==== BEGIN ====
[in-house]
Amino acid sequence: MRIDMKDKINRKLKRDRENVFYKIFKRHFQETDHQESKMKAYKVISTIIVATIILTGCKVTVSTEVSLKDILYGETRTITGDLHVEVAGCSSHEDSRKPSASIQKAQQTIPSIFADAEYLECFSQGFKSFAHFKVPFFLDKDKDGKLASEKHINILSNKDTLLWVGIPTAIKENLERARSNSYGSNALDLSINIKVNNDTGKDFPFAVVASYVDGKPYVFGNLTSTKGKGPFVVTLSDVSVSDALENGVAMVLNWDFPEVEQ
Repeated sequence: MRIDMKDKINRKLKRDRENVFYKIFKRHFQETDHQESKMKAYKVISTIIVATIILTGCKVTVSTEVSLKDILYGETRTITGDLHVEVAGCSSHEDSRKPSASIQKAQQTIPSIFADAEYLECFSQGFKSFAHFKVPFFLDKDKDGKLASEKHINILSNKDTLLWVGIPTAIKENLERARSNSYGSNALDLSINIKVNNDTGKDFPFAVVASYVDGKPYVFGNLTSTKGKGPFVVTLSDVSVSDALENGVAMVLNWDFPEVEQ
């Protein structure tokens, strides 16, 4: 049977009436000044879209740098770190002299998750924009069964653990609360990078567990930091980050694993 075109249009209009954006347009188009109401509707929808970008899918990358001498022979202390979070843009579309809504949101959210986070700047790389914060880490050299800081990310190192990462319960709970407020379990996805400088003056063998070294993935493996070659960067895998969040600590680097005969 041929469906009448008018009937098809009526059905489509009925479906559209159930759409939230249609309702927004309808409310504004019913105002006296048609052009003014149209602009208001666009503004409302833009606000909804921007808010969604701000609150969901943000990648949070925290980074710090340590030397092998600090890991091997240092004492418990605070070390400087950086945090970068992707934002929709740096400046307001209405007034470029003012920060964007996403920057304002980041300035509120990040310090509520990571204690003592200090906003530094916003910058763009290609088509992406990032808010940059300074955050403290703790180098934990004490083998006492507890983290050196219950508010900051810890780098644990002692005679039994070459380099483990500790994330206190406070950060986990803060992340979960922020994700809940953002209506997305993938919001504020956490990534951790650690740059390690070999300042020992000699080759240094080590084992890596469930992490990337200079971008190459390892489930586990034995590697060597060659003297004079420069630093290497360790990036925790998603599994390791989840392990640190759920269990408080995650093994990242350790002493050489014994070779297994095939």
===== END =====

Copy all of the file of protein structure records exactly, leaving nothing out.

[in-house]
Amino acid sequence: MRIDMKDKINRKLKRDRENVFYKIFKRHFQETDHQESKMKAYKVISTIIVATIILTGCKVTVSTEVSLKDILYGETRTITGDLHVEVAGCSSHEDSRKPSASIQKAQQTIPSIFADAEYLECFSQGFKSFAHFKVPFFLDKDKDGKLASEKHINILSNKDTLLWVGIPTAIKENLERARSNSYGSNALDLSINIKVNNDTGKDFPFAVVASYVDGKPYVFGNLTSTKGKGPFVVTLSDVSVSDALENGVAMVLNWDFPEVEQ
Repeated sequence: MRIDMKDKINRKLKRDRENVFYKIFKRHFQETDHQESKMKAYKVISTIIVATIILTGCKVTVSTEVSLKDILYGETRTITGDLHVEVAGCSSHEDSRKPSASIQKAQQTIPSIFADAEYLECFSQGFKSFAHFKVPFFLDKDKDGKLASEKHINILSNKDTLLWVGIPTAIKENLERARSNSYGSNALDLSINIKVNNDTGKDFPFAVVASYVDGKPYVFGNLTSTKGKGPFVVTLSDVSVSDALENGVAMVLNWDFPEVEQ
């Protein structure tokens, strides 16, 4: 049977009436000044879209740098770190002299998750924009069964653990609360990078567990930091980050694993 075109249009209009954006347009188009109401509707929808970008899918990358001498022979202390979070843009579309809504949101959210986070700047790389914060880490050299800081990310190192990462319960709970407020379990996805400088003056063998070294993935493996070659960067895998969040600590680097005969 041929469906009448008018009937098809009526059905489509009925479906559209159930759409939230249609309702927004309808409310504004019913105002006296048609052009003014149209602009208001666009503004409302833009606000909804921007808010969604701000609150969901943000990648949070925290980074710090340590030397092998600090890991091997240092004492418990605070070390400087950086945090970068992707934002929709740096400046307001209405007034470029003012920060964007996403920057304002980041300035509120990040310090509520990571204690003592200090906003530094916003910058763009290609088509992406990032808010940059300074955050403290703790180098934990004490083998006492507890983290050196219950508010900051810890780098644990002692005679039994070459380099483990500790994330206190406070950060986990803060992340979960922020994700809940953002209506997305993938919001504020956490990534951790650690740059390690070999300042020992000699080759240094080590084992890596469930992490990337200079971008190459390892489930586990034995590697060597060659003297004079420069630093290497360790990036925790998603599994390791989840392990640190759920269990408080995650093994990242350790002493050489014994070779297994095939």